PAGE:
First Drive: The 2023 Nissan Z

The all new Nissan Z

by Michael Satterfield - 09/01/2022

Coming of age in the 90s meant that the pages of car magazines I was reading were filled with images of Nissan 300ZX Twin Turbos, Toyota Supras, and the Mazda RX-7 FD. While my friends and I would drive used Honda Civics, Nissan 240SX, and of course my amazing bright blue Peugeot 405, all outfitted with exhausts, lowering springs, and of course a massive tachometer with a shift light we all one day wanted to own some as exotic and special as a 300ZX. 

A few years later, I pulled up in my driveway after work to find my best friend Roman, grinning ear to ear and leaning on a black 300ZX Turbo. We took it for a drive and it really was really, really good, the bone stock 300ZX was legitimately fun to drive and a little more reliable than the Maserati BiTurbo Barnfind that I recently purchased. The 300ZX won Motor Trend's "Import Car of the Year" in 1990, Automobile Magazine called it the "Design of the Year" and  Road & Track named the 300ZX Turbo "One of the Ten Best Cars in the World." It has always been the car that I compare every other Z, the 350Z and 370Z were really good, but only felt really special if you were driving one of the NISMO or the final 50th Anniversary models, so needless to say I was excited to get behind the wheel of the latest Z car to see if it gives me that same special feeling.

Nissan Z at Car Meet

My first impression of the production Z is Nissan got the retro styling right, elements of the original 240Z and subsequent generations can be seen without being caricature-like. The interior is very handsomely styled, has the classic three gauge pod on the dash, overall good layout of controls, and is roomy and comfortable. The test car is the $54,015 Nissan Z Proto Spec, which is a lot considering the previous 370Z NISMO coupe topped out at $47,090. Shifting the price of a Z more in line with the Mustang Mach 1, Toyota Supra, and BMW Z4.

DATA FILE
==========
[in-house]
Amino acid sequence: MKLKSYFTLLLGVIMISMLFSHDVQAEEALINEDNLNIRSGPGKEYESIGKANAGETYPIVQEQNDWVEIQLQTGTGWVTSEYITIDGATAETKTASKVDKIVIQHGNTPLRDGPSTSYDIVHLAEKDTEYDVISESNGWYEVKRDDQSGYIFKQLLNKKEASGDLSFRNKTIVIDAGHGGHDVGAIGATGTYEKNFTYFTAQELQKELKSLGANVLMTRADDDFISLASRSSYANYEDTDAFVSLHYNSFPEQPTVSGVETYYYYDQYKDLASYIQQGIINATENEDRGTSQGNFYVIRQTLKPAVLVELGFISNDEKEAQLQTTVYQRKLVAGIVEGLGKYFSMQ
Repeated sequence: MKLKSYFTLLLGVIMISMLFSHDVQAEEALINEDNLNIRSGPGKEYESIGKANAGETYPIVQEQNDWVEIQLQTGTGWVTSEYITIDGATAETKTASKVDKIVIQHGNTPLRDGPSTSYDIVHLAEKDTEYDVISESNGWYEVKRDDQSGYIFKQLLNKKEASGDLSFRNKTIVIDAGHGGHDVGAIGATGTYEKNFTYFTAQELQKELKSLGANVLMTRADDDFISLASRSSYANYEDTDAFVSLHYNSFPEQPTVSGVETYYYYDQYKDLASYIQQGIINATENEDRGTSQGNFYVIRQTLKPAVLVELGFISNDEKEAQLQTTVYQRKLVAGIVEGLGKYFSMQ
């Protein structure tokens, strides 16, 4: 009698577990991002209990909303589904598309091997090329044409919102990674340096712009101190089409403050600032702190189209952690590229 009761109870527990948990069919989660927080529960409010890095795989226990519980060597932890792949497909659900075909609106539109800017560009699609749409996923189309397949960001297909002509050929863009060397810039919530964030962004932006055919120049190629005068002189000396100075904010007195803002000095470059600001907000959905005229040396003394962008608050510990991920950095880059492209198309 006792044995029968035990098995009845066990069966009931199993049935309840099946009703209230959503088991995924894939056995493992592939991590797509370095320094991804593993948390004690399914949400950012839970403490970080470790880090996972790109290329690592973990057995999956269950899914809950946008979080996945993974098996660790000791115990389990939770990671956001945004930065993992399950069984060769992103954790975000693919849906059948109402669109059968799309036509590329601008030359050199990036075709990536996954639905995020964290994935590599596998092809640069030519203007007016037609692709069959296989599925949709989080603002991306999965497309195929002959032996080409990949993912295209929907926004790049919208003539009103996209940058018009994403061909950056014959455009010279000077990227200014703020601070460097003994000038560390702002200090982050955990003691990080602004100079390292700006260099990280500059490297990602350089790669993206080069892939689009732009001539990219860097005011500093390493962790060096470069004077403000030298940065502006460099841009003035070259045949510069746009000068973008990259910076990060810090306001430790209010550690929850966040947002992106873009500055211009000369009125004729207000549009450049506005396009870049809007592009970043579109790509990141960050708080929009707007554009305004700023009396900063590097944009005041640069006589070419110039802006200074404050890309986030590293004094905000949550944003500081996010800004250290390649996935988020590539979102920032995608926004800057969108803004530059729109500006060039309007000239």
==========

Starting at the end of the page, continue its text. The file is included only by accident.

Nissan Z interior

Taking the Z to a local car meet, it was quick to draw a crowd away from the McLaren 720S and Corvette C8, I let local enthusiasts sit in the car, popped the hood, and answered about million questions. The next day I would take it for a long drive down to Apex Auto Works in Alvin, Texas. On the back road, the Z is very good, responsive, and fun to drive, even with the paddle-shifted gearbox. With 400-horsepower on tap, this Z is a full second faster from 0-60 than the 300ZX Turbo was and half a second faster than the  370Z NISMO. 

Pushing it hard on in the corners and the new Z inspires confidence, but it still feels like it is tuned for commuting and not canyon carving. While it is good, it isn't as planted as other sportscars, I am certain that NISMO is working on a version that is more track-focused and will be far more engaging to drive. I arrive at the shop where the racers and race car builders were excited to check out the new Z, while they thought it was pretty, they were more interested in asking about when the racing version would be available in the USA, or at least a body in white. We talk about John Morton and the BRE Datsuns that made Nissan a legend in the motorsports world, but it was time to get to work on project cars for the day, as SEMA is just around the corner. 

Nissan Z at Apex Auto Works

Several hours later, I am back on the road to head home and I am going to take the long way, the Z just gets more fun to drive, it has plenty of room for some weekend bags for a getaway, and all the modern luxury and convenience that you would expect in a nearly $55,000 car. Incendetly that is about what the 300ZX Turbo would cost today adjusted for inflation, so maybe that is just the magic number for a really good sports car. While this might be the most expensive Z ever produced, compared to a comparably equipped GR Supra 3.0, the new Z Proto Spec is still nearly $4,000 cheaper and if you don't need the limited edition and special paint, the Z Performance spec is $7,000 less than the Toyota. 

After a week of driving the new Z, it sure feels special, like 300ZX special, will it be as timelessly cool as the 300ZX, I suppose we will have to check back in 30 years, but Nissan hit it out of the park with this one. Now if you can only find one to buy...